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5 Ways To Discuss Mental Health With A Senior | Generations Home Care
The words Mental Health spelled out in Scrabble tiles

Many people hope to spend their golden years with financial security, solid relationships, and a contented outlook. While it would be nice if all of life’s problems steadily resolved as we aged, life is rarely so accommodating. The fact is, seniors often face just as many difficulties as younger people, and often with fewer resources. Even seniors with stable lives and good support networks can experience anxiety and depression. If you have an older loved one in your life, it’s essential to keep their mental health in mind. 

We’ve written in-depth about the importance of mental health for older adults. But even with greater awareness, there’s a difference between knowing the symptoms and talking to a senior about their struggles. 

Mental health is a complicated issue. We all need loving, supportive people to help us through rough times, but those conversations can be challenging to start. This May, Mental Health Awareness Month offers an opportunity to start that crucial conversation. Here are some simple yet powerful tools to guide your discussion if you’re concerned about an older loved one’s mental health. 

5 Steps For Talking To An Older Loved One About Mental Health

1. Be Respectful.

The key to approaching any discussion of mental health with an older person is to do so from a place of respect. If your loved one isn’t ready to talk about their mental health, it’s important to honor their boundaries. You can start by letting them know that you’re thinking of them and that you’re available to talk whenever they’re ready. 

2. Be Aware that Discussing Mental Health May Be Challenging for Seniors

Many older people grew up in a world that dismissed or demonized mental health issues. The stigma around mental illness remains strong in many seniors’ minds and can cause them to bury their feelings deep. Though medical and general knowledge of mental health has made huge leaps forward in recent decades, try to remember that your older loved ones might find it even more difficult to open up. Be reassuring, and be patient.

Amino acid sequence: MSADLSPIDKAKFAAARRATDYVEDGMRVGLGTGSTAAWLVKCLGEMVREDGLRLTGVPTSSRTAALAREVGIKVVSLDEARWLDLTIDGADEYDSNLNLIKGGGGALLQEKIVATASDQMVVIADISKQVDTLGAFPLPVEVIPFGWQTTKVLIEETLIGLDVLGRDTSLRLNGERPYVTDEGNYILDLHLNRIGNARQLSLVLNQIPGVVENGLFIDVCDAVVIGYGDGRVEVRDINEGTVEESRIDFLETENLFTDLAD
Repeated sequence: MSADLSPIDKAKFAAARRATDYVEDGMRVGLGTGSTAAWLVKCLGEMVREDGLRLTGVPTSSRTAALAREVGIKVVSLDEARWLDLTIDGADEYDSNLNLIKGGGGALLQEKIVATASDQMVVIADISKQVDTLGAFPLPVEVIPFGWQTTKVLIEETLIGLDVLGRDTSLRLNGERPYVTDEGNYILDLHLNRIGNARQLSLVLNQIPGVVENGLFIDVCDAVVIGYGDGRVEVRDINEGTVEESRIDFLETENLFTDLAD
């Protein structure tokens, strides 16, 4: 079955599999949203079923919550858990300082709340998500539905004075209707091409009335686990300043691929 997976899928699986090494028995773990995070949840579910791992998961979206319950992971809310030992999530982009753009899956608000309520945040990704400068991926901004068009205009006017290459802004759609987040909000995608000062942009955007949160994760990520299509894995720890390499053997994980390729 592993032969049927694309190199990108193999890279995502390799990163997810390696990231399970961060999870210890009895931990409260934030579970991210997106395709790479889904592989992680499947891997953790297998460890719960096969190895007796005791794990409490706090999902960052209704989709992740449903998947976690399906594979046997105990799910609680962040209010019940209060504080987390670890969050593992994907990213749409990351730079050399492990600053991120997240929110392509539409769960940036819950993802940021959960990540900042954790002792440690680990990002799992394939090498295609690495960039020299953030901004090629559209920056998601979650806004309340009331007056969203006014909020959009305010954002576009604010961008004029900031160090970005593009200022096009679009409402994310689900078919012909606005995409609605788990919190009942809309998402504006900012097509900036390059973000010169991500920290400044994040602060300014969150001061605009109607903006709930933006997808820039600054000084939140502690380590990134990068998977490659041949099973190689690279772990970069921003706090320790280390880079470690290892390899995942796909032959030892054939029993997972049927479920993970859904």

3. Ask Questions

An excellent place to start a discussion of a senior’s mental health is to ask questions. Rather than making guesses, statements, or even accusations about how your loved one feels, coming prepared with some questions can propel the conversation far more gently. However, as important as it is to ask thoughtful questions, the exchange shouldn’t sound like an interrogation. Be sure to give the conversation room to breathe.

4. Honesty Goes Both Ways

While there’s a fine line between sharing empathy and shifting the focus of the conversation to your problems, talking to your loved one about ways you have struggled with mental health is one way to ease into the conversation. Be sure you’re using your own experiences as an opening point to discuss your loved ones’ feelings rather than becoming the center of attention.

5. Stay Relaxed 

You know better than anyone how your loved one would best like to handle a serious discussion. Some people might want a sensitive subject like mental health to be broached with care, while others respond better to bluntness or humor. There’s no right or wrong way to discuss mental health with a senior you love, so don’t be afraid to follow your instincts and knowledge of what they’ll respond to best. The most important thing is that you remain calm and understanding, rather than frustrated or angry. 

Open Conversation Is Only The First Step

Once you’ve successfully talked to a senior about their mental health, the task doesn’t end there. Following up on how they’re doing and exploring any necessary treatment is paramount. Mental health is a lifelong concern, and checking in regularly will lay a strong foundation for openness in the future. Though you can’t always be there for your parent 24/7, having an in-home caregiver is a great way to alleviate some of your worries. 

A caregiver can provide seniors with companionship during difficult emotional periods and monitor them for any changes in behavior or outlook. With a friendly face around the house to help with difficult chores and meal preparation, many seniors are free to spend their time pursuing joy and fulfillment in ways they felt too limited to before. An in-home caregiver can make a dramatic difference in the life of your older loved one, and we’d love to show you how.

About Generations Home Care

Generations Home Care personalized in-home care and support services help those recovering from illness, injury, or surgery, living with a chronic disease, or dealing with the natural process of aging. We help people live a fuller, healthier, and independent life.

Our caregivers are trained in the Centers for Disease Control (CDC) recommended COVID-19 safety precautions. We offer levels of care ranging from companionship, to respite for the primary family caregiver, to homemaking services, to assistance with activities of daily living, to Alzheimer’s and dementia care. Generations Home Care takes a holistic approach and emphasizes a consistent, client-centered plan of care.

Our Specialty Services Include:

  • Rehab or hospital-to-home programs for safe discharge.
  • Short-term post-operative care during recovery periods.
  • Non-medical life management services for people with chronic conditions.
  • Veteran’s connection to care program.
  • Live-in services and couples care.

If you’d like to learn more about how we can help you, contact us today at 602-595-HOME (4663) or by filling out the contact form on our website.

About the author - Josh Friesen

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